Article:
Arizona Rep. Harry Mitchell's response to the decision Wednesday by a federal judge to knock down portions of the Arizona illegal immigration law isn't likely to appease his opponents in the race to defeat the sophomore Democrat who won the seat from Republican J.D. Hayworth in 2006.
In fact, the Republicans vying in the Aug. 24 primary to take on Mitchell are prepared to argue illegal immigration with Mitchell right through to the Nov. 2 general election.
After Judge Susan Bolton issued a partial injunction Wednesday stripping the Arizona law of three of its most potent enforcement provisions, Mitchell repeated his oft-stated position that neither the Arizona law nor the federal lawsuit opposing the law will fix the state's immigration problem.
"Illegal immigration affects our state more than it does any other -- more than half of all illegal crossings over the U.S.-Mexico border happen in Arizona. The federal government has a responsibility to secure the border and fix our broken immigration system, but hasn't done so, and Arizona continues to shoulder the burden," he said in a statement.
"There are no victors today, except those who want to use this protracted litigation as a means to grandstand and score political points, instead of actually rolling up their sleeves and getting to work to help fix the problem," Mitchell added.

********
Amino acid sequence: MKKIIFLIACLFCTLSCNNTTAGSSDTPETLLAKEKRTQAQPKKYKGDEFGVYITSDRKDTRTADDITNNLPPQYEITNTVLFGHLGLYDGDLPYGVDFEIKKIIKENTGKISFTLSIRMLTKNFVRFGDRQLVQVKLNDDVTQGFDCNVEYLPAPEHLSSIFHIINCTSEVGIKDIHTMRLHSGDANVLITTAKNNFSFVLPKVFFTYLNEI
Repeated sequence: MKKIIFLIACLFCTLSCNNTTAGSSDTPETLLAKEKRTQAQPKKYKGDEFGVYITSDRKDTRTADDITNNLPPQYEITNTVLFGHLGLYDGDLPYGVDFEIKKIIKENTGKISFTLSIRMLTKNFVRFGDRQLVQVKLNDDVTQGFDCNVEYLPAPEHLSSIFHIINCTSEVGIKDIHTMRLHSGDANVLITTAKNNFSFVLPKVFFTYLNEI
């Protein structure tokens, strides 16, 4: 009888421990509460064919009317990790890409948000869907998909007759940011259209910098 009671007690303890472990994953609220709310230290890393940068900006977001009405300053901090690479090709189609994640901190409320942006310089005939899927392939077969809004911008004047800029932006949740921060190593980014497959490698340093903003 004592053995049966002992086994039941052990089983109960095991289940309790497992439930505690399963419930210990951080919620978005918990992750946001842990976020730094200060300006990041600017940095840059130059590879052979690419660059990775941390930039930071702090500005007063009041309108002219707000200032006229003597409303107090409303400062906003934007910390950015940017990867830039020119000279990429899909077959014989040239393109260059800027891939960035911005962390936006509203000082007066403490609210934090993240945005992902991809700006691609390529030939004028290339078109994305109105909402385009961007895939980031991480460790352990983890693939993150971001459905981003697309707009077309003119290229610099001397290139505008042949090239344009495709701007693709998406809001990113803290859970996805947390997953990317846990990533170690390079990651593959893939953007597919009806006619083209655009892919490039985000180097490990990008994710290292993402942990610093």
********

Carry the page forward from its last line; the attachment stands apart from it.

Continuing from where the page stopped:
"I think Congressman Mitchell's response is consistent with his chronic performance of not being able to come out on a position before (House Speaker) Nancy Pelosi tells him how to respond," said Jim Ward, a top Republican contender in the Arizona House race.
"I think you're about to find that (Democrats) are going to lose three congressional seats here in Arizona, particularly because of the national reaction to the Arizona immigration law," said David Schweikert, Ward's main opposition in the GOP primary. Five Arizona seats are held by Democrats in the U.S. House.
While Mitchell's reticence to get political may seem above the fray to some, his opponents say Mitchell's middle-of-the-road approach won't sustain him in this fiercely anti-incumbent atmosphere.
"Cearly, Harry Mitchell has done next to nothing to fill out government's basic responsibility," said Ward, a former vice president of Lucas Films who launched the original marketing campaign for golf star Tiger Woods.